The second stage is primary school, taking youngsters from the age of five to the age of 10 or 11. It’s here that the foundation is laid for the rest of the child’s academic career. Literacy, Numeracy, Science, History, English, Art and social subjects form the core of the curriculum, with optional extras available depending on the school.
Unlike many European countries, languages are not a strict part of education in these early years, but schools offering extra classes can be found. Various tests are sat by primary school children to monitor their progress and help identify areas for improvement, but none should be seen as career-defining.
Expats with deep pockets can look to send their children to a preparatory school, a fee-paying school that covers the ages of eight to eleven. These schools are geared toward getting youngsters ready for life at a public school, which is another fee-paying establishment.
After the age of 11 the system gets more complicated. Traditionally there were two ways in which schools were run in the UK. Public and private schools required prospective pupils to sit entrance exams and pay expensive fees, with private schools also having strict rules about who could study there.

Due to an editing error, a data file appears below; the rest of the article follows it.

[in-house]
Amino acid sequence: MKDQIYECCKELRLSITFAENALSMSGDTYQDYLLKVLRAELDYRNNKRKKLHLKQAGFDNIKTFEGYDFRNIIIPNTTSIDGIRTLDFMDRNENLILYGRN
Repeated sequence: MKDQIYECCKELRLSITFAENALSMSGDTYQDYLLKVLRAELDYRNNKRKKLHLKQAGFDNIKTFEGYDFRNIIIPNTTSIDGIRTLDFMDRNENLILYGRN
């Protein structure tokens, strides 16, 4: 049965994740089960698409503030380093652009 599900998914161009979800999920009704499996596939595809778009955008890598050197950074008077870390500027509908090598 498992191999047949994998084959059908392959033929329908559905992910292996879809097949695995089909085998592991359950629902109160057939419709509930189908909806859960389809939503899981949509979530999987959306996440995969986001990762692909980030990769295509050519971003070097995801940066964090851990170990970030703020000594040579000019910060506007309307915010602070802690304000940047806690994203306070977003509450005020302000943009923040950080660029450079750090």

These fee-paying schools also include a number of Hogwarts-style boarding schools, a few of which are geared toward expat kids whose parents may then move on to another country.
In the realm of state schools, all used to be overseen by local government, with Local Education Authorities (LEAs) taking charge of the schools in their area and ensuring quality. This system has been shaken up in recent years, with high and secondary schools remaining under this system while academies, free and independent schools have independence from this control.
Academies have met with mixed success, largely depending on the ability of the headteacher and any extra sources of funding they can rustle up. Some big companies sponsor academies, meaning your child may be able to study extra subjects or get work experience with a respected employer. Typically, academies offer the same GCSE and A Level courses offered in state schools.
Free and independent schools are a law unto themselves, with each having the freedom to decide what qualifications it will offer, whom it will accept and how to deliver teaching. There is a fashion toward these schools offering esoteric subjects and shrugging off standard school structures. These schools are often run by parents’ committees.
After the age of 16, pupils are permitted to exit education or to study A Level qualifications, often leaving to study at a specialist college, although some remain at their school to achieve these.
Understand how state schools are run
The vast majority of British kids will spend their school years in state-run schools, and they are the schools most expat kids are likely to end up in too.